Since co-founding Operation: Tap in 2014, Anthony Morigerato (perhaps best known for his choreography on "SYTYCD") has been teaching tap online to provide supplemental training for students who don't have access to the types of classes offered in New York, Chicago or L.A. He does this primarily through pre-recorded content and has learned how to keep his students on their toes, even when real-time interaction isn't possible. "When I'm recording a video, I'll stop and say, 'I know you're not counting right now.' The students will say to themselves, 'Wait! How did he know that?'"

When teaching in real time, Morigerato prefers Facebook Live because "you're broadcasting out so you don't have the delay on the other side of the camera." Interaction is limited, of course, but dancers can ask questions through the comments field. When giving feedback, Morigerato often relies on his wife Lorri Leonardi, who owns Class Act Dance in Gansevoort, New York. If she's not busy teaching online classes herself, she'll read the questions aloud to Morigerato, so he doesn't have to stop what he's doing.

For pre-recorded videos, Morigerato recommends purchasing a relatively inexpensive microphone kit: one for recording taps and one for vocal instructions. Pre-pandemic, he recorded in a studio using ring lights to enhance visibility, but now he's working in his basement on an O'Mara sprung floor. "People are in their houses right now and don't have the space to move," he says. "Working within these parameters helps me to be sensitive to this fact when I'm livestreaming."

Tamera Dallam, Parkside Academy of Music and Dance

Philadelphia-based Tamera Dallam is a professional tap dancer and instructor at Parkside Academy of Music and Dance. To keep up with her technique, she's been taking virtual classes from two of her favorite master teachers, Dormeshia Sumbry-Edwards and Jason Samuels Smith. "I ask questions. I engage in conversation. I advocate for my learning," she says. Unfortunately her students don't always have that same confidence, especially when they're lacking face-to-face interaction.

Dallam was excited that her studio wanted to continue offering classes through Zoom, but her first experience with the videoconferencing platform was difficult. "There was a horrible lag with the music," she says, "and most of the kids were tapping in socks on carpet." Dallam had to continually remind her students to mute themselves and to adjust their camera screens so she could see their feet. "I had to keep telling them, 'I don't need to see your whole body!'"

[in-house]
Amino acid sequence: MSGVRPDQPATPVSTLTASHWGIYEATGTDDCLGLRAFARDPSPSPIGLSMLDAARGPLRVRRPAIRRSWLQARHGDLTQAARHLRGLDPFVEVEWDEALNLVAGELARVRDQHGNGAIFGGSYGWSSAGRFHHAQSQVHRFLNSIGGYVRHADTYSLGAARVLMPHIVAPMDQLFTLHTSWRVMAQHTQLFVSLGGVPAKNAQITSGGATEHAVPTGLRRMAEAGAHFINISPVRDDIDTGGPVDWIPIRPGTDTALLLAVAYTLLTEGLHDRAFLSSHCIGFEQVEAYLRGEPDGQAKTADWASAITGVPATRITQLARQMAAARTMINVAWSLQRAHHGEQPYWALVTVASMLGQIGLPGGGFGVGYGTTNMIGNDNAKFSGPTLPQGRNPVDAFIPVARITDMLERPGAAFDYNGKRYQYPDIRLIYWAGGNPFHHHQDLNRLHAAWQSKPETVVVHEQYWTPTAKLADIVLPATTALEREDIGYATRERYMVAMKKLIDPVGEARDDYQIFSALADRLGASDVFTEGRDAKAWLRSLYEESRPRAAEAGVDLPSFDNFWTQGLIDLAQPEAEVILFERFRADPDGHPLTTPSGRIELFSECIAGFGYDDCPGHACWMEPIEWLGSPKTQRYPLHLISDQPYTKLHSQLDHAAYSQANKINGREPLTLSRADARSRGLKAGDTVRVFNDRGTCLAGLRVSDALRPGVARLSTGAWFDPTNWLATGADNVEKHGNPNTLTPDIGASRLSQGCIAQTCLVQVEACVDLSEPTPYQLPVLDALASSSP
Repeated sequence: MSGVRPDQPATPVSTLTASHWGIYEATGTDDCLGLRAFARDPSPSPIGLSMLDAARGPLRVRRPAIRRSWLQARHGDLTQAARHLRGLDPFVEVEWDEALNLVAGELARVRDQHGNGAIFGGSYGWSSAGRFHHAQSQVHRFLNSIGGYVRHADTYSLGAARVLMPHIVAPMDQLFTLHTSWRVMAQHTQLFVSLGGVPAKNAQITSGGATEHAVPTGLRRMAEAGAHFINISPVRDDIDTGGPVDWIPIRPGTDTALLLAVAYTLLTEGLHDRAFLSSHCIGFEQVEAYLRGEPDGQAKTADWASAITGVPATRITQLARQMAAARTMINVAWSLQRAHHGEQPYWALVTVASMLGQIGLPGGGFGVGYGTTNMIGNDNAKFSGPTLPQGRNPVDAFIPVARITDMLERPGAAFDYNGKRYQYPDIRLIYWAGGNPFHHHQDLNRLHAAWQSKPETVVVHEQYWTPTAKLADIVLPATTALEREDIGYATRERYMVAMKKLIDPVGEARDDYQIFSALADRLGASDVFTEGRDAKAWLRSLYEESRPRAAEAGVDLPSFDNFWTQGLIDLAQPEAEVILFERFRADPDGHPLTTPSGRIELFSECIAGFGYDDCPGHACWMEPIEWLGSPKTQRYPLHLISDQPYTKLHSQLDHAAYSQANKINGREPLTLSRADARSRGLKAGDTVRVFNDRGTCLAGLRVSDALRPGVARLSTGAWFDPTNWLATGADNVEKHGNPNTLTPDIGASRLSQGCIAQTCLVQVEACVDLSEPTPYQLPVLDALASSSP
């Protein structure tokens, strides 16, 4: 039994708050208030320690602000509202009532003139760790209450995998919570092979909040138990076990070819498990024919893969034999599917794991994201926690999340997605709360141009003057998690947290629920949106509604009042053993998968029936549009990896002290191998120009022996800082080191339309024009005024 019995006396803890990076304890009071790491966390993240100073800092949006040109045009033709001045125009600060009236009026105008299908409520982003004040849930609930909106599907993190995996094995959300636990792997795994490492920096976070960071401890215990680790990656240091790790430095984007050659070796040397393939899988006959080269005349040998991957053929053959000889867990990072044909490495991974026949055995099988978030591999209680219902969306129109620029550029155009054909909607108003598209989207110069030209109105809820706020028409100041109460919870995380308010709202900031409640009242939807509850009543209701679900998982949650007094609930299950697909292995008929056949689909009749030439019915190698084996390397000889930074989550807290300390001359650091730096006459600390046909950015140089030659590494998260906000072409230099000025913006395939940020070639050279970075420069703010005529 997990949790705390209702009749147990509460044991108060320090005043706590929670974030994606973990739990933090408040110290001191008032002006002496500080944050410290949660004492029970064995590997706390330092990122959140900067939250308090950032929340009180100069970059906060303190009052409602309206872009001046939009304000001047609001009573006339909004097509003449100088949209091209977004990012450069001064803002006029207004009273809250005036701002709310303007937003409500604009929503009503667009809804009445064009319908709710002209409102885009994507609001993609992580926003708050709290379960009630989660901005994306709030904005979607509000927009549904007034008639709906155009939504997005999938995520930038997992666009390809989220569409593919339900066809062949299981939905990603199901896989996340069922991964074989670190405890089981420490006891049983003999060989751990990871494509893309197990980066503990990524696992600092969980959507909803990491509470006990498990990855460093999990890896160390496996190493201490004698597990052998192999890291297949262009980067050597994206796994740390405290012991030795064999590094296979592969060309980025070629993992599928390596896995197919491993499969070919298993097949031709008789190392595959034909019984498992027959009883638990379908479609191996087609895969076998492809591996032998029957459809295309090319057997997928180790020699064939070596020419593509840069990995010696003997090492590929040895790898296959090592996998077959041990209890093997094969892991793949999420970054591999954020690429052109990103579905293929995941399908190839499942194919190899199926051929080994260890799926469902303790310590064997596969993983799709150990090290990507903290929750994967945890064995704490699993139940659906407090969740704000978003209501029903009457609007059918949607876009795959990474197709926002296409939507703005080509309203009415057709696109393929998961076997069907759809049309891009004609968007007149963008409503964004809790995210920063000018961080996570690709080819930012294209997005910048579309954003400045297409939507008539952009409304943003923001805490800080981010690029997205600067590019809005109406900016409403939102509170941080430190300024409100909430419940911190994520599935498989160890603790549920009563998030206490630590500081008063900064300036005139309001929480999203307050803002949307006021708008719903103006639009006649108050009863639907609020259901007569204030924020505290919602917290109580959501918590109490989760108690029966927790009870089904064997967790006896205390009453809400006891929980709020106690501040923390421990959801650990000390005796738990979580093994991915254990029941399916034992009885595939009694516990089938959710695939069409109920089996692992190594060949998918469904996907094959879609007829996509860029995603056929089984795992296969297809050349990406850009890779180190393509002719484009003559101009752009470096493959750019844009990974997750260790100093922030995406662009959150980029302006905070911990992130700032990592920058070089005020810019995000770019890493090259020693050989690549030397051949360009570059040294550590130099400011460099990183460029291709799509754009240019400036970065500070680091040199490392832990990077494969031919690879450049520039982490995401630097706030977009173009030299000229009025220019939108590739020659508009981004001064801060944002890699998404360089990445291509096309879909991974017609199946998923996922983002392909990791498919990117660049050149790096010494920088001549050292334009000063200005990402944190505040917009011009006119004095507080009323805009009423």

Now, several weeks in, she's using a Bluetooth speaker to amplify the music for her students and has set up a tap board in a spare bedroom. Dallam uses both a chair and a box to position her camera at different angles (and teaches mainly when her husband isn't home). Because audio delays make it difficult to rehearse recital routines in unison, she spends most of her class time working on technique and teaching new combinations to keep students engaged. "I don't want them to get frustrated or sad that we haven't been able to have their recital yet, so I am trusting them to continue rehearsing on their own, outside of class."

Mark Yonally, Chicago Tap Theatre

In addition to generating innovative social-media content (from tap tutorials to weekly Tea on Tap interviews), Chicago Tap Theatre's Mark Yonally now teaches weekly intermediate- and professional-level tap classes through Zoom. I managed to sneak away from my toddler long enough to take one of CTT's professional-level classes during the early weeks of the pandemic, and it's clear that Yonally has been reflecting on and fine-tuning his approach ever since.

"Our setup is intense," he says with a laugh. His living-room recording studio now includes a white maple roll-out floor, two camera lights, a "social-media toolkit" he bought online (which includes an additional ring light and an attachment to hold his phone), and two laptops: one on the floor that gives students a rear view from his hips down, and one on a bench that shows his face. Like Morigerato, he has come to rely heavily on support from his wife, fellow tap dancer and CTT's business manager Jennifer Yonally. Her prep work begins at least 30 minutes before programming goes live.

For his children's classes, Yonally asks his students to download their recital song and take turns "hosting" on Zoom. Running the sound from their personal computer or device eliminates the audio delay for that particular student, allowing Yonally to focus on their timing and musicality. For his adult classes, he keeps everyone on mute, but will occasionally "spotlight" a student (which allows them to be both seen and heard by the entire class) or "pin" them (which highlights the student on the host's screen only), to allow for additional individual listening and feedback.